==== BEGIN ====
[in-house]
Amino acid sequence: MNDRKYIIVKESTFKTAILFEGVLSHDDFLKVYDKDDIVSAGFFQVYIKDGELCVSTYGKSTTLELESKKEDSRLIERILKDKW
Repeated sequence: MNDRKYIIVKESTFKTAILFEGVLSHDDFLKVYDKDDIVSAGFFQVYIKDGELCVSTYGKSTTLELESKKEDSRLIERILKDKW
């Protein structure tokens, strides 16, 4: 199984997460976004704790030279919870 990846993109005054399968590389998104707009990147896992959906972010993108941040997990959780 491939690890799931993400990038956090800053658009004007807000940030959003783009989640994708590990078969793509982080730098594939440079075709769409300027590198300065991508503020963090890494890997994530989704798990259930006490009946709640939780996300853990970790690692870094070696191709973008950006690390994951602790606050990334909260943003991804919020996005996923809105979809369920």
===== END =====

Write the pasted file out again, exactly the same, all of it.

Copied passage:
[in-house]
Amino acid sequence: MNDRKYIIVKESTFKTAILFEGVLSHDDFLKVYDKDDIVSAGFFQVYIKDGELCVSTYGKSTTLELESKKEDSRLIERILKDKW
Repeated sequence: MNDRKYIIVKESTFKTAILFEGVLSHDDFLKVYDKDDIVSAGFFQVYIKDGELCVSTYGKSTTLELESKKEDSRLIERILKDKW
């Protein structure tokens, strides 16, 4: 199984997460976004704790030279919870 990846993109005054399968590389998104707009990147896992959906972010993108941040997990959780 491939690890799931993400990038956090800053658009004007807000940030959003783009989640994708590990078969793509982080730098594939440079075709769409300027590198300065991508503020963090890494890997994530989704798990259930006490009946709640939780996300853990970790690692870094070696191709973008950006690390994951602790606050990334909260943003991804919020996005996923809105979809369920």